- The Washington Times - Thursday, April 14, 2011

WASHINGTON | A D.C. Council committee is issuing subpoenas for six witnesses to appear at a third hearing into the personnel practices of D.C. Mayor Vincent C. Gray, a council staffer said Thursday.

The hearing, in front of the Committee on Government Operations and the Environment, is tentatively scheduled for April 29, said Andrew Newman, a staffer for council member Mary M. Cheh, Ward 3 Democrat and chairwoman of the committee.

Expected to testify is Sulaimon Brown, who was fired from a $110,000-a-year D.C. government job before creating shock waves last month by claiming he received the job and cash payments to stay in last year’s mayor’s race and badmouth incumbent Mayor Adrian M. Fenty.

Mr. Brown appeared at the committee’s second hearing last week and told reporters outside the chamber he would not cooperate with the council’s investigation.

Howard L. Brooks, a Gray campaign consultant that Mr. Brown identified as the bagman who provided payments during the campaign, is also scheduled to testify. Mr. Brooks was scheduled to appear at the last hearing but was being interviewed by the U.S. Attorney’s Office and did not appear.

Also appearing is Mr. Brooks’ son, Peyton, who received and then resigned from a $110,000-a-year job in the Office of the Deputy Mayor for Planning and Economic Development. Nicholas Hall, the son of Mr. Gray’s former chief of staff, Gerri Mason Hall, is expected to testify about a city government job he was given.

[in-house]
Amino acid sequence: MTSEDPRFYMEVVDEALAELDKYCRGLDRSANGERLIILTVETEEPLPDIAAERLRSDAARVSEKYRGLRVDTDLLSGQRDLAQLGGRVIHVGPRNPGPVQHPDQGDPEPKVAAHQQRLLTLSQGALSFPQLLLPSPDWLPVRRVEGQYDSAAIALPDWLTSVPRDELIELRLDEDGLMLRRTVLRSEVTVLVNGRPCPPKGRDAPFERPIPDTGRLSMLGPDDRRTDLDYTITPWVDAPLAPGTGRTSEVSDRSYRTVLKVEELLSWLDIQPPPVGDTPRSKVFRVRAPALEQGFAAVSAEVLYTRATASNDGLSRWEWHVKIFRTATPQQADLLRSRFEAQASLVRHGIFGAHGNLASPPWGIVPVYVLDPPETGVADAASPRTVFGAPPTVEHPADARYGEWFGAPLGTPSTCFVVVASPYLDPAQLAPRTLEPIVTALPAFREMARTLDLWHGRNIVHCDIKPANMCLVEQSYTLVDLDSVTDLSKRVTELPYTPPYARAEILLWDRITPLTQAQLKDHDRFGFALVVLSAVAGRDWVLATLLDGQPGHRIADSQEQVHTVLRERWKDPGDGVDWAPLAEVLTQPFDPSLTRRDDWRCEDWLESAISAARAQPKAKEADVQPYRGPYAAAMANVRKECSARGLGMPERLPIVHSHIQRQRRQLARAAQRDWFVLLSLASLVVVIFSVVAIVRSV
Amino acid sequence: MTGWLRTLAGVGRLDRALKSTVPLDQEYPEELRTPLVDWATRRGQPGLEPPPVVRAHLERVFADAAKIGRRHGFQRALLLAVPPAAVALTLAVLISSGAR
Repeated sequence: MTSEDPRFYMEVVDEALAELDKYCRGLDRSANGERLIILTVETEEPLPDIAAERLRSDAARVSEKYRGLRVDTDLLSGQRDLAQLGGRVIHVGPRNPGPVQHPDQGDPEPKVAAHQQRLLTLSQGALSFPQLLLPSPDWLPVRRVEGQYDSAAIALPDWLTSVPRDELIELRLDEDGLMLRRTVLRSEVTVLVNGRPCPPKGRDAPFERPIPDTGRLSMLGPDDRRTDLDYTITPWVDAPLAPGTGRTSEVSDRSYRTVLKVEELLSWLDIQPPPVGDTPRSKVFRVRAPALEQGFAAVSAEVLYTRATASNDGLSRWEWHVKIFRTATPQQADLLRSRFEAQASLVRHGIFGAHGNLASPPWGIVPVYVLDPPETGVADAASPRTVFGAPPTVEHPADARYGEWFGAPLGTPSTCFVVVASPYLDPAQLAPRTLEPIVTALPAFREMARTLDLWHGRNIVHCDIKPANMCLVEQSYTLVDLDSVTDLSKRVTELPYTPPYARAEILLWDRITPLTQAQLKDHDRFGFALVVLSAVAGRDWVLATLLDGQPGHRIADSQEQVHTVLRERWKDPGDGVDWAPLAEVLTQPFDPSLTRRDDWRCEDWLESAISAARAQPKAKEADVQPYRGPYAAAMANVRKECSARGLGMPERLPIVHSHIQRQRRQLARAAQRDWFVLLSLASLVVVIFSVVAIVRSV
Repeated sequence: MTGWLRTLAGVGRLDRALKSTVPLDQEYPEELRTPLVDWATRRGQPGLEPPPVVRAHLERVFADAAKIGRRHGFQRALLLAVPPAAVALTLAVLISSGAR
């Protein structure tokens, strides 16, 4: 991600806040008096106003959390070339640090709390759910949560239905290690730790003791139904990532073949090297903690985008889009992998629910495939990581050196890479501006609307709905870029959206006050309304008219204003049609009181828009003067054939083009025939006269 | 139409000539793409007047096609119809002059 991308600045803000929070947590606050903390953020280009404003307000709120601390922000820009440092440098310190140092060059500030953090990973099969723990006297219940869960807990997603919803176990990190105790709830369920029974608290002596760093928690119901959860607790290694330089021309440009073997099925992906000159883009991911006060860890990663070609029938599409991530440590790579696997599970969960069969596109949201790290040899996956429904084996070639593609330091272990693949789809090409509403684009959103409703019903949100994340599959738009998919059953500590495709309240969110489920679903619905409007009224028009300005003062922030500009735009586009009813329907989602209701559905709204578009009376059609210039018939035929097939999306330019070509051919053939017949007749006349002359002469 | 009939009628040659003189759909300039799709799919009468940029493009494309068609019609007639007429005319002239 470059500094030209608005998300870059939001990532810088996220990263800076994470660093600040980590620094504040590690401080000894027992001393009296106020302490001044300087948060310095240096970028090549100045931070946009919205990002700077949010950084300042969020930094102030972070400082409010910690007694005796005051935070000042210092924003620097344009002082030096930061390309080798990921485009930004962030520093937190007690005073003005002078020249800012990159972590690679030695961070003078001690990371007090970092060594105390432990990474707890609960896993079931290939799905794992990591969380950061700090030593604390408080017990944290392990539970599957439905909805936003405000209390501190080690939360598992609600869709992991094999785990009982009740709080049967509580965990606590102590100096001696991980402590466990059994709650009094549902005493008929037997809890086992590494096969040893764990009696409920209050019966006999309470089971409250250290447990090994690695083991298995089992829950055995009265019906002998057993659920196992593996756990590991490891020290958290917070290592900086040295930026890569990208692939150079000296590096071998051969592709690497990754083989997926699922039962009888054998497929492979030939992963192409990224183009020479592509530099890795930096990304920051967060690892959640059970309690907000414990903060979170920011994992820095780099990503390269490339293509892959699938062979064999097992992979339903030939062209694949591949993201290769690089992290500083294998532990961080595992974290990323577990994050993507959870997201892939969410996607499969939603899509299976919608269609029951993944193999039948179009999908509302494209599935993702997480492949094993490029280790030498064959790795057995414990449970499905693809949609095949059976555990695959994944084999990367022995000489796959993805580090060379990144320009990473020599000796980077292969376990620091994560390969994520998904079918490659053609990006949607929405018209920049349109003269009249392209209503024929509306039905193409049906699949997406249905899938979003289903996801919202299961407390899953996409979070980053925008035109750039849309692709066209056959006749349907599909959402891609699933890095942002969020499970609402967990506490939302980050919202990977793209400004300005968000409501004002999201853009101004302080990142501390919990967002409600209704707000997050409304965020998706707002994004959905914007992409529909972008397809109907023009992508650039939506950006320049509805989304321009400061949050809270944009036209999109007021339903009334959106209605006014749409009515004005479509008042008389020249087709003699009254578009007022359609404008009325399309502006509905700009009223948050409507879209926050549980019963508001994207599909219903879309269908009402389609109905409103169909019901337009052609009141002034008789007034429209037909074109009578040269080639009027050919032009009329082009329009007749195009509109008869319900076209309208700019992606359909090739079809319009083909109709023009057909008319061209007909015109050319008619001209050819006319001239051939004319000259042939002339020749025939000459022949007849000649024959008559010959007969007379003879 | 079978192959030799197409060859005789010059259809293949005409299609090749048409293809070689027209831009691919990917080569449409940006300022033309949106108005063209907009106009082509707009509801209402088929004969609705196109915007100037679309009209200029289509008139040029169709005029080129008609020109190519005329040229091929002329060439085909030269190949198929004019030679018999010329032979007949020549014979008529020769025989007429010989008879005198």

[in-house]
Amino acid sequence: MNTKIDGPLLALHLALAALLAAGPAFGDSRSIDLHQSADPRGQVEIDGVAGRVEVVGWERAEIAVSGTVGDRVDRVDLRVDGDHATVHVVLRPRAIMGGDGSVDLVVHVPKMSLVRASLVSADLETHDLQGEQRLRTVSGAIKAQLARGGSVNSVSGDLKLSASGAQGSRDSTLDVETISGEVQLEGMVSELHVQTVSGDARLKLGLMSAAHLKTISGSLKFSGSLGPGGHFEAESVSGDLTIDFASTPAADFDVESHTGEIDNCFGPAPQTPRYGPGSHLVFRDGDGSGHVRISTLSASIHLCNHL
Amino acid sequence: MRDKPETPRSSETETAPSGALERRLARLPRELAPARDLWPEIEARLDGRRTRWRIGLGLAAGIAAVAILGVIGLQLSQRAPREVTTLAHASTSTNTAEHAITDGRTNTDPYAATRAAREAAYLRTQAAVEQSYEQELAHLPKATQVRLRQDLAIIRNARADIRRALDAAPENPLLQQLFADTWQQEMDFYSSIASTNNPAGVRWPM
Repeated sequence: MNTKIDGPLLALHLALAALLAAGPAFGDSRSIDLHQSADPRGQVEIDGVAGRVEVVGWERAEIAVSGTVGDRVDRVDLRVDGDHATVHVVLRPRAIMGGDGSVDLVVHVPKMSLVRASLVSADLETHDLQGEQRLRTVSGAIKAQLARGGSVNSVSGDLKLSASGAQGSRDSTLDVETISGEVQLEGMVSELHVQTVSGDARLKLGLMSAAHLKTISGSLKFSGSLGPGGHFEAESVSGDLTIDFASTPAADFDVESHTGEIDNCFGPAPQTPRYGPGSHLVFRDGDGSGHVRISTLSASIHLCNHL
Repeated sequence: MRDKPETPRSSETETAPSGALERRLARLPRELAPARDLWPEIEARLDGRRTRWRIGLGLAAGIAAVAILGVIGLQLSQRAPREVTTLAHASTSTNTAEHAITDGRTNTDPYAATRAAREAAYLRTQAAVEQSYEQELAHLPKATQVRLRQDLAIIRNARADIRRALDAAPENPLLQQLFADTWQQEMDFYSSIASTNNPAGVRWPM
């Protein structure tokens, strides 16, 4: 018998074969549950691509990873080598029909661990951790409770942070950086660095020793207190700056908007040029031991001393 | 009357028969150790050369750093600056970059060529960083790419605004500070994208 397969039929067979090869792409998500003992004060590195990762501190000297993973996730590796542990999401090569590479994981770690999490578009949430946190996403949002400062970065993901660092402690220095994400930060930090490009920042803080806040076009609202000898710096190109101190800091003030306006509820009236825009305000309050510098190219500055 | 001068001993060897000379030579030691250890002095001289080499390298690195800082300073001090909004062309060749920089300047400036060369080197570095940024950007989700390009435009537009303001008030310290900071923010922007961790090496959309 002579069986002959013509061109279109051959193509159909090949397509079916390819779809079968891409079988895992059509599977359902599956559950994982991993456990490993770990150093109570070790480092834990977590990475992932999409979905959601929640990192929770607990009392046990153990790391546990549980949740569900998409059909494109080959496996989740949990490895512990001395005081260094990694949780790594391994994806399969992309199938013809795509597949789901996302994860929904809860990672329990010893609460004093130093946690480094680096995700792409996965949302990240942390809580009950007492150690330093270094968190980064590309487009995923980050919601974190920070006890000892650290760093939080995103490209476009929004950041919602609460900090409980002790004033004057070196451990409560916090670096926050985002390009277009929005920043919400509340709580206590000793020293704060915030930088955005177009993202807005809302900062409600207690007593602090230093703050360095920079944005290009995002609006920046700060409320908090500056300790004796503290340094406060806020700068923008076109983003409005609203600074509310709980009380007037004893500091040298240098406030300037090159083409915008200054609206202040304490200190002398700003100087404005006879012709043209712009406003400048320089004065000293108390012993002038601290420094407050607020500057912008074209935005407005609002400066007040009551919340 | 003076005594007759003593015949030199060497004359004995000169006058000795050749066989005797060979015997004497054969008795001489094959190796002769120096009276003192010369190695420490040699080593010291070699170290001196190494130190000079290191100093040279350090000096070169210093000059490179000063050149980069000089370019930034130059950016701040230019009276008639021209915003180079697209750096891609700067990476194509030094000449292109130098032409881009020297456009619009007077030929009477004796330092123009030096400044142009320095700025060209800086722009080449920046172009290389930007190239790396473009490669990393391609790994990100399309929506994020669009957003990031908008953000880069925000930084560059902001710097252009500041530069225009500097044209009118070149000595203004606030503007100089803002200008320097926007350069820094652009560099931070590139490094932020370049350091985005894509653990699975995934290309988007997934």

Cherita Whiting, a Ward 4 activist who supported Mr. Gray’s campaign for mayor and was given a city job despite her failure to disclose past felony convictions, will also be called to testify.

Ms. Whiting has retained D.C. attorney A. Scott Bolden. Mr. Bolden on Thursday said he had not yet met with his client and declined to offer any details about the nature of his representation or her recent separation from her city government job.

The committee will recall the former interim head of the Department of Human Resources, Judy Banks, to resolve conflicting testimony about who in the administration directed the controversial hirings.

One person not currently scheduled to testify is Gray confidante and former campaign and transition chairman Lorraine A. Green. She will testify at a future date.

• Jeffrey Anderson can be reached at jmanderson@washingtontimes.com.

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